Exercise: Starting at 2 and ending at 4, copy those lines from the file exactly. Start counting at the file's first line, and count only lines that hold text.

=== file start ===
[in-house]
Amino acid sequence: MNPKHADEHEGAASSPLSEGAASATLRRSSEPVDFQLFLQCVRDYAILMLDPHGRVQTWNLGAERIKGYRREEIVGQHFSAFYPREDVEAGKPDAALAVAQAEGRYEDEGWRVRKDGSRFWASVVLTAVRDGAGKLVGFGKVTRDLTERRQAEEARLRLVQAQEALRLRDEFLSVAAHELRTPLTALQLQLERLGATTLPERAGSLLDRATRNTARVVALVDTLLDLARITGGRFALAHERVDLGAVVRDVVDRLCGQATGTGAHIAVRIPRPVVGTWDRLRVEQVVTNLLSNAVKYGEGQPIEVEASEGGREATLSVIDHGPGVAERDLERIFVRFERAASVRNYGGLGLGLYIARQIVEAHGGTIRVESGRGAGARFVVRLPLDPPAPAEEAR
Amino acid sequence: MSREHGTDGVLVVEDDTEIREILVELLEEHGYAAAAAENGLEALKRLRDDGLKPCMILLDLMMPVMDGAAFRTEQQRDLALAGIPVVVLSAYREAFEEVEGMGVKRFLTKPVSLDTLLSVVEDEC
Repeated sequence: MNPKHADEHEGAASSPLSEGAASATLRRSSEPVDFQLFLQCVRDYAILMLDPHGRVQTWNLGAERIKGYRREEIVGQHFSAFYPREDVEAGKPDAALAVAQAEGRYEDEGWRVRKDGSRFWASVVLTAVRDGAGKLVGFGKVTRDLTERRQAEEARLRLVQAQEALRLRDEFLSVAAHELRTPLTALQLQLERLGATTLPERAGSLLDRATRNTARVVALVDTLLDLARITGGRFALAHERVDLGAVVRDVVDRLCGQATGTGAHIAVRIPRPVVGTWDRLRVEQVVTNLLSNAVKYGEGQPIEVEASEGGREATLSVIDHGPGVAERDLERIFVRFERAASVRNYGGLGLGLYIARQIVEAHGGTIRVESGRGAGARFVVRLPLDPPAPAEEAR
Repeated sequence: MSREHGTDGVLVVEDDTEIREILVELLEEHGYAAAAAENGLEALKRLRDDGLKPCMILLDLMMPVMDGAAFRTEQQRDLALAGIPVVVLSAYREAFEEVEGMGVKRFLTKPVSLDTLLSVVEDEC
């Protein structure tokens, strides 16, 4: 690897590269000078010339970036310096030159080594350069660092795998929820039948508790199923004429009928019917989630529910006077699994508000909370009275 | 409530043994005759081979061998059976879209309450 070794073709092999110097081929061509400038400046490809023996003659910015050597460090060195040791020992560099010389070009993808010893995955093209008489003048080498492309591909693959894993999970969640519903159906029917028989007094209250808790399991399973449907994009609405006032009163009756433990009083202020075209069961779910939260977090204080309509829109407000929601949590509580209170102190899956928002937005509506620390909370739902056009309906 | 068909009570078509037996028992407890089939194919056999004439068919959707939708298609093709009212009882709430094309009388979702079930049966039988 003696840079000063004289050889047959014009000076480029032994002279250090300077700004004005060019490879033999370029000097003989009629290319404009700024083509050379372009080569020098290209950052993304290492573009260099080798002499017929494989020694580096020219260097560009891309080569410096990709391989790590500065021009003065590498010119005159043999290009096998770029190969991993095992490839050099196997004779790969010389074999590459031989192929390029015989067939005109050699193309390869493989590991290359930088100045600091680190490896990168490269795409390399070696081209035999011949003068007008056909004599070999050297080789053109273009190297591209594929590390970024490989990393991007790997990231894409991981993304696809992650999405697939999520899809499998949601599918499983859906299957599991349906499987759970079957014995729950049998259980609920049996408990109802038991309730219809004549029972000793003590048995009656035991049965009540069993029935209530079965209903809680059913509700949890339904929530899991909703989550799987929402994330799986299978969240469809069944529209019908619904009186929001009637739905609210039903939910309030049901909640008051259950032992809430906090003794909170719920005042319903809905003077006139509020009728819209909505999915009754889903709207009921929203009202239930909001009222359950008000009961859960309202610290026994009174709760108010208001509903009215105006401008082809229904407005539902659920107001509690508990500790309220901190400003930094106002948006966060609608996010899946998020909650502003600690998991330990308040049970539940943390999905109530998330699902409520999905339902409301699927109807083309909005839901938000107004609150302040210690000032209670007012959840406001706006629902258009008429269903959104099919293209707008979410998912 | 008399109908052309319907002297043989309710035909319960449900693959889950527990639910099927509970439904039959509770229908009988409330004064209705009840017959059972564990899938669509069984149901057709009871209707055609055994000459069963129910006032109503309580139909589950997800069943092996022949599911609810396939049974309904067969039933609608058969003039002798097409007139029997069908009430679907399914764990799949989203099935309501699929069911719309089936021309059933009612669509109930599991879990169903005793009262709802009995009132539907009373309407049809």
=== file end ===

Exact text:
Amino acid sequence: MNPKHADEHEGAASSPLSEGAASATLRRSSEPVDFQLFLQCVRDYAILMLDPHGRVQTWNLGAERIKGYRREEIVGQHFSAFYPREDVEAGKPDAALAVAQAEGRYEDEGWRVRKDGSRFWASVVLTAVRDGAGKLVGFGKVTRDLTERRQAEEARLRLVQAQEALRLRDEFLSVAAHELRTPLTALQLQLERLGATTLPERAGSLLDRATRNTARVVALVDTLLDLARITGGRFALAHERVDLGAVVRDVVDRLCGQATGTGAHIAVRIPRPVVGTWDRLRVEQVVTNLLSNAVKYGEGQPIEVEASEGGREATLSVIDHGPGVAERDLERIFVRFERAASVRNYGGLGLGLYIARQIVEAHGGTIRVESGRGAGARFVVRLPLDPPAPAEEAR
Amino acid sequence: MSREHGTDGVLVVEDDTEIREILVELLEEHGYAAAAAENGLEALKRLRDDGLKPCMILLDLMMPVMDGAAFRTEQQRDLALAGIPVVVLSAYREAFEEVEGMGVKRFLTKPVSLDTLLSVVEDEC
Repeated sequence: MNPKHADEHEGAASSPLSEGAASATLRRSSEPVDFQLFLQCVRDYAILMLDPHGRVQTWNLGAERIKGYRREEIVGQHFSAFYPREDVEAGKPDAALAVAQAEGRYEDEGWRVRKDGSRFWASVVLTAVRDGAGKLVGFGKVTRDLTERRQAEEARLRLVQAQEALRLRDEFLSVAAHELRTPLTALQLQLERLGATTLPERAGSLLDRATRNTARVVALVDTLLDLARITGGRFALAHERVDLGAVVRDVVDRLCGQATGTGAHIAVRIPRPVVGTWDRLRVEQVVTNLLSNAVKYGEGQPIEVEASEGGREATLSVIDHGPGVAERDLERIFVRFERAASVRNYGGLGLGLYIARQIVEAHGGTIRVESGRGAGARFVVRLPLDPPAPAEEAR